X-ray is an important part of finding out what might be wrong with an ill pet. We use advanced digital X-ray. This is quicker and higher quality than old systems. This makes it safer for your pet and gives our vets more information.
Similar to digital photography, digital radiography removes the need for processing of films and means that X-ray images are instantly available for examination by our vets. Other advantages include:
Better image quality.
Safer for pets because lower exposure (power) is needed.
Quicker diagnosis as perfect images can be more easily obtained.
Environmentally friendly because no chemicals are used during processing.
Images can be stored and retrieved more easily.
Images can be transferred sent to specialists anywhere around the world for second opinions.
Our x-ray room is lead lined including lead glass in the door to allow monitoring throughout the X-ray process. We also have a floating X-ray table which allows us to move the X-ray table without having to move the patient for quick positioning.
Taking and interpretation of X-rays (radiography) is very important in providing information about a pet’s disease. It is far more than just a way of diagnosing a broken bone. Radiography is an essential part of investigations into lung, heart, liver, joint diseases and many abdominal problems.
We also have a high quality ultrasound machine, which we use by itself and also alongside X-rays to allow us to to build up a full picture of what is going on. Ultrasound allows visualisation of internal structures (particularly soft tissue and fluid) with a range of probes for specific regions of interest such as cardiac disease.
All our vets do radiographic and ultrasound investigations. For more complicated cases we will also refer the images onto specialists for 2nd opinions and advice.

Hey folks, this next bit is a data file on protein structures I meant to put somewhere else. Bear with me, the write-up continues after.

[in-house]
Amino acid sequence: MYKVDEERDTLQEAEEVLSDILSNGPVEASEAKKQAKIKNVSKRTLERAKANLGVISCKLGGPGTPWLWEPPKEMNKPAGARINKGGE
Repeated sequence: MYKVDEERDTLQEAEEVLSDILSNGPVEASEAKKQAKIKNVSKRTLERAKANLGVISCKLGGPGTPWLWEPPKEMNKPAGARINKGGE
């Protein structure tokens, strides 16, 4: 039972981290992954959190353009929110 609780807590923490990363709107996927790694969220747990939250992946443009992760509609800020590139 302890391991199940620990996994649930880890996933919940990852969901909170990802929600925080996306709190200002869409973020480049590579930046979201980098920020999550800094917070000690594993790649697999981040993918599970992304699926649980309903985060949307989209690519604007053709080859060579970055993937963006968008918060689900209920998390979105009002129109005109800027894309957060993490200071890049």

Your vet can get a lot of information about what might be wrong with your pet from examining them and talking to you. If your vet thinks there may be a problem inside your pet’s body an X-ray or other imaging such as an ultrasound may be needed. X-ray and ultrasound images allow your vet to look at the organs and bones inside your pet’s body without having to perform an operation.
In small doses X-rays are perfectly safe. Digital X-ray means we can use lower power X-rays making it even safer. In large numbers X-rays can be harmful which is why our vets and nurses cannot be in the same room as your pet when they are taking X-rays. This means that your pet may need a general anaesthetic or sedation to keep them still. It is important that your pet lies still as the exposure is made or the final picture will be blurred.
The risk associated with the tests is that of the anaesthetic or sedation in an ill animal. Your vet will explain the risks to you and if you are in any doubt about the risks please ask your vet to explain why they need to do the tests. In almost all cases the risk of not finding out what is wrong with your pet (and therefore not being able to treat it) is far worse than the risk of the anaesthetic.
An ultrasound scan can often be carried out without the need for sedation or anaesthetic- however these may be recommended in certain patients and situations or to achieve a diagnostic image.